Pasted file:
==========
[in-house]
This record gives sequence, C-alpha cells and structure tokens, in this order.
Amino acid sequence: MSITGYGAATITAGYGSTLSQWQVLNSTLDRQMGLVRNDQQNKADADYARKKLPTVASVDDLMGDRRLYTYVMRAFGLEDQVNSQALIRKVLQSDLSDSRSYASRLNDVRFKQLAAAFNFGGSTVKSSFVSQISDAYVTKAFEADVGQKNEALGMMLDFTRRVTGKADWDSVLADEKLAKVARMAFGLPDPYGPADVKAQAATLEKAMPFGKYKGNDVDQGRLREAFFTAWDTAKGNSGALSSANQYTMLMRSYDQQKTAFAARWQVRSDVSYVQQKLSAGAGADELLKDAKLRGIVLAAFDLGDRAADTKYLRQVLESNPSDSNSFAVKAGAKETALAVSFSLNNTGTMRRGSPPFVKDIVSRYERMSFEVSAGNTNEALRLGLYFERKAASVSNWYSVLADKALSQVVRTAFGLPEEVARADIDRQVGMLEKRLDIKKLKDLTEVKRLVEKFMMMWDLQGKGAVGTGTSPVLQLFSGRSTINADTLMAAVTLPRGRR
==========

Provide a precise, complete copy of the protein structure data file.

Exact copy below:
[in-house]
This record gives sequence, C-alpha cells and structure tokens, in this order.
Amino acid sequence: MSITGYGAATITAGYGSTLSQWQVLNSTLDRQMGLVRNDQQNKADADYARKKLPTVASVDDLMGDRRLYTYVMRAFGLEDQVNSQALIRKVLQSDLSDSRSYASRLNDVRFKQLAAAFNFGGSTVKSSFVSQISDAYVTKAFEADVGQKNEALGMMLDFTRRVTGKADWDSVLADEKLAKVARMAFGLPDPYGPADVKAQAATLEKAMPFGKYKGNDVDQGRLREAFFTAWDTAKGNSGALSSANQYTMLMRSYDQQKTAFAARWQVRSDVSYVQQKLSAGAGADELLKDAKLRGIVLAAFDLGDRAADTKYLRQVLESNPSDSNSFAVKAGAKETALAVSFSLNNTGTMRRGSPPFVKDIVSRYERMSFEVSAGNTNEALRLGLYFERKAASVSNWYSVLADKALSQVVRTAFGLPEEVARADIDRQVGMLEKRLDIKKLKDLTEVKRLVEKFMMMWDLQGKGAVGTGTSPVLQLFSGRSTINADTLMAAVTLPRGRR